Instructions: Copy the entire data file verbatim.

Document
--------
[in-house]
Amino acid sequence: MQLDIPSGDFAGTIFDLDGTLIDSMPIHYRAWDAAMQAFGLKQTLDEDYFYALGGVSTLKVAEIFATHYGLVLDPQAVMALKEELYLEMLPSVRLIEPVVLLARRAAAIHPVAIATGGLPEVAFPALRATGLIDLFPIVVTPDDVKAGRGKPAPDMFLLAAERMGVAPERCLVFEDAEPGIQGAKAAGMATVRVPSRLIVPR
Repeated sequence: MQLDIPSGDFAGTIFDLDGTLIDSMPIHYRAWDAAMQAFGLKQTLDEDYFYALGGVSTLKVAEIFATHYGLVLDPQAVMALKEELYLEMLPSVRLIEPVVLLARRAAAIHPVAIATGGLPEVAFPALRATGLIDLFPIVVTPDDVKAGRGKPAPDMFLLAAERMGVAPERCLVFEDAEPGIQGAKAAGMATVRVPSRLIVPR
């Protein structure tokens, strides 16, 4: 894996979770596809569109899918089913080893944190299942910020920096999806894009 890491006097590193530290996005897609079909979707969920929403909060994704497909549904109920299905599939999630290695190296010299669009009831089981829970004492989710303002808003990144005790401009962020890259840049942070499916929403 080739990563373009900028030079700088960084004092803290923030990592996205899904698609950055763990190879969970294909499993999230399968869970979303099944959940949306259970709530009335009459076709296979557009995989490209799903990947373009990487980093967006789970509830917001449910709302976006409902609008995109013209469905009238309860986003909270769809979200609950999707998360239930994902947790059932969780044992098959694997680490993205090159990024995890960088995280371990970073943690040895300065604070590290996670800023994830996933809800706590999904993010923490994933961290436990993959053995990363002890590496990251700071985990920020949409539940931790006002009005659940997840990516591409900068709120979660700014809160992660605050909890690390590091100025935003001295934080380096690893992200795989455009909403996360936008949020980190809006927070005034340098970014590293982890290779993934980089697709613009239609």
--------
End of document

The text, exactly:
[in-house]
Amino acid sequence: MQLDIPSGDFAGTIFDLDGTLIDSMPIHYRAWDAAMQAFGLKQTLDEDYFYALGGVSTLKVAEIFATHYGLVLDPQAVMALKEELYLEMLPSVRLIEPVVLLARRAAAIHPVAIATGGLPEVAFPALRATGLIDLFPIVVTPDDVKAGRGKPAPDMFLLAAERMGVAPERCLVFEDAEPGIQGAKAAGMATVRVPSRLIVPR
Repeated sequence: MQLDIPSGDFAGTIFDLDGTLIDSMPIHYRAWDAAMQAFGLKQTLDEDYFYALGGVSTLKVAEIFATHYGLVLDPQAVMALKEELYLEMLPSVRLIEPVVLLARRAAAIHPVAIATGGLPEVAFPALRATGLIDLFPIVVTPDDVKAGRGKPAPDMFLLAAERMGVAPERCLVFEDAEPGIQGAKAAGMATVRVPSRLIVPR
């Protein structure tokens, strides 16, 4: 894996979770596809569109899918089913080893944190299942910020920096999806894009 890491006097590193530290996005897609079909979707969920929403909060994704497909549904109920299905599939999630290695190296010299669009009831089981829970004492989710303002808003990144005790401009962020890259840049942070499916929403 080739990563373009900028030079700088960084004092803290923030990592996205899904698609950055763990190879969970294909499993999230399968869970979303099944959940949306259970709530009335009459076709296979557009995989490209799903990947373009990487980093967006789970509830917001449910709302976006409902609008995109013209469905009238309860986003909270769809979200609950999707998360239930994902947790059932969780044992098959694997680490993205090159990024995890960088995280371990970073943690040895300065604070590290996670800023994830996933809800706590999904993010923490994933961290436990993959053995990363002890590496990251700071985990920020949409539940931790006002009005659940997840990516591409900068709120979660700014809160992660605050909890690390590091100025935003001295934080380096690893992200795989455009909403996360936008949020980190809006927070005034340098970014590293982890290779993934980089697709613009239609």